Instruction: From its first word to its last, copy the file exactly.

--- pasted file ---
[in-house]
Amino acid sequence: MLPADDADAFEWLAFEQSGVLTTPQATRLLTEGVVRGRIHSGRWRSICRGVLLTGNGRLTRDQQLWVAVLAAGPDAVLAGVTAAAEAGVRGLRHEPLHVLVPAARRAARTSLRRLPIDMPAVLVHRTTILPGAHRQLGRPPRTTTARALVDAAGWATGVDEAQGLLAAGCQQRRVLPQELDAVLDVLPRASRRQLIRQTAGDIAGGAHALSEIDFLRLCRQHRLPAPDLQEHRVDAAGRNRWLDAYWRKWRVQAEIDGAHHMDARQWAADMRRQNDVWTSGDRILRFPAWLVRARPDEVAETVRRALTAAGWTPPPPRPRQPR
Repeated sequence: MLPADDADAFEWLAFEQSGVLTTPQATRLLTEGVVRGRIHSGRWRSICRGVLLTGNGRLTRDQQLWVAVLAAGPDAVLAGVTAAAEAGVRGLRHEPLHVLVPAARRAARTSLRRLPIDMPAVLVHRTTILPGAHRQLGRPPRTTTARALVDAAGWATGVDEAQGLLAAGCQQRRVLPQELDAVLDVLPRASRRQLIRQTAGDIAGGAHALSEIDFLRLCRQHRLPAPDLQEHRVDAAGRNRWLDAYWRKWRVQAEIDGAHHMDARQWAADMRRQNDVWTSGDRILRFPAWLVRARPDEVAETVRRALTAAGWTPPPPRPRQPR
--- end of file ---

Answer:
[in-house]
Amino acid sequence: MLPADDADAFEWLAFEQSGVLTTPQATRLLTEGVVRGRIHSGRWRSICRGVLLTGNGRLTRDQQLWVAVLAAGPDAVLAGVTAAAEAGVRGLRHEPLHVLVPAARRAARTSLRRLPIDMPAVLVHRTTILPGAHRQLGRPPRTTTARALVDAAGWATGVDEAQGLLAAGCQQRRVLPQELDAVLDVLPRASRRQLIRQTAGDIAGGAHALSEIDFLRLCRQHRLPAPDLQEHRVDAAGRNRWLDAYWRKWRVQAEIDGAHHMDARQWAADMRRQNDVWTSGDRILRFPAWLVRARPDEVAETVRRALTAAGWTPPPPRPRQPR
Repeated sequence: MLPADDADAFEWLAFEQSGVLTTPQATRLLTEGVVRGRIHSGRWRSICRGVLLTGNGRLTRDQQLWVAVLAAGPDAVLAGVTAAAEAGVRGLRHEPLHVLVPAARRAARTSLRRLPIDMPAVLVHRTTILPGAHRQLGRPPRTTTARALVDAAGWATGVDEAQGLLAAGCQQRRVLPQELDAVLDVLPRASRRQLIRQTAGDIAGGAHALSEIDFLRLCRQHRLPAPDLQEHRVDAAGRNRWLDAYWRKWRVQAEIDGAHHMDARQWAADMRRQNDVWTSGDRILRFPAWLVRARPDEVAETVRRALTAAGWTPPPPRPRQPR